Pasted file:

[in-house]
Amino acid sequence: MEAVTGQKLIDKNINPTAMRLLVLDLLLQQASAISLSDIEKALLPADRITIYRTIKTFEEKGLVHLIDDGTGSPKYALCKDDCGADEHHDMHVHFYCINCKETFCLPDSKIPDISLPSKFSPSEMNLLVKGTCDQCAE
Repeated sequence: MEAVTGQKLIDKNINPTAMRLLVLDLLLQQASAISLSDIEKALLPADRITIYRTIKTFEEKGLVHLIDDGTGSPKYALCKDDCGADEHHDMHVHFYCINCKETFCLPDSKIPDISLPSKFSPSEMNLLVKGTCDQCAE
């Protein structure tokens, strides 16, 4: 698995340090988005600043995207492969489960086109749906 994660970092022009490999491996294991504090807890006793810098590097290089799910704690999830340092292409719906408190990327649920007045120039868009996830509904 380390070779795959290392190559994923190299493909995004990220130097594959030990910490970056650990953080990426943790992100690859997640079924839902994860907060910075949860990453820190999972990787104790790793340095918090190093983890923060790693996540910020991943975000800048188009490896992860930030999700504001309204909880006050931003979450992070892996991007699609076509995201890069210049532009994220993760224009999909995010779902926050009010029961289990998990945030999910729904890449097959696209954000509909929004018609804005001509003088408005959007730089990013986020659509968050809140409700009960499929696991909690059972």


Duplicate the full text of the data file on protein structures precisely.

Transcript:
[in-house]
Amino acid sequence: MEAVTGQKLIDKNINPTAMRLLVLDLLLQQASAISLSDIEKALLPADRITIYRTIKTFEEKGLVHLIDDGTGSPKYALCKDDCGADEHHDMHVHFYCINCKETFCLPDSKIPDISLPSKFSPSEMNLLVKGTCDQCAE
Repeated sequence: MEAVTGQKLIDKNINPTAMRLLVLDLLLQQASAISLSDIEKALLPADRITIYRTIKTFEEKGLVHLIDDGTGSPKYALCKDDCGADEHHDMHVHFYCINCKETFCLPDSKIPDISLPSKFSPSEMNLLVKGTCDQCAE
């Protein structure tokens, strides 16, 4: 698995340090988005600043995207492969489960086109749906 994660970092022009490999491996294991504090807890006793810098590097290089799910704690999830340092292409719906408190990327649920007045120039868009996830509904 380390070779795959290392190559994923190299493909995004990220130097594959030990910490970056650990953080990426943790992100690859997640079924839902994860907060910075949860990453820190999972990787104790790793340095918090190093983890923060790693996540910020991943975000800048188009490896992860930030999700504001309204909880006050931003979450992070892996991007699609076509995201890069210049532009994220993760224009999909995010779902926050009010029961289990998990945030999910729904890449097959696209954000509909929004018609804005001509003088408005959007730089990013986020659509968050809140409700009960499929696991909690059972």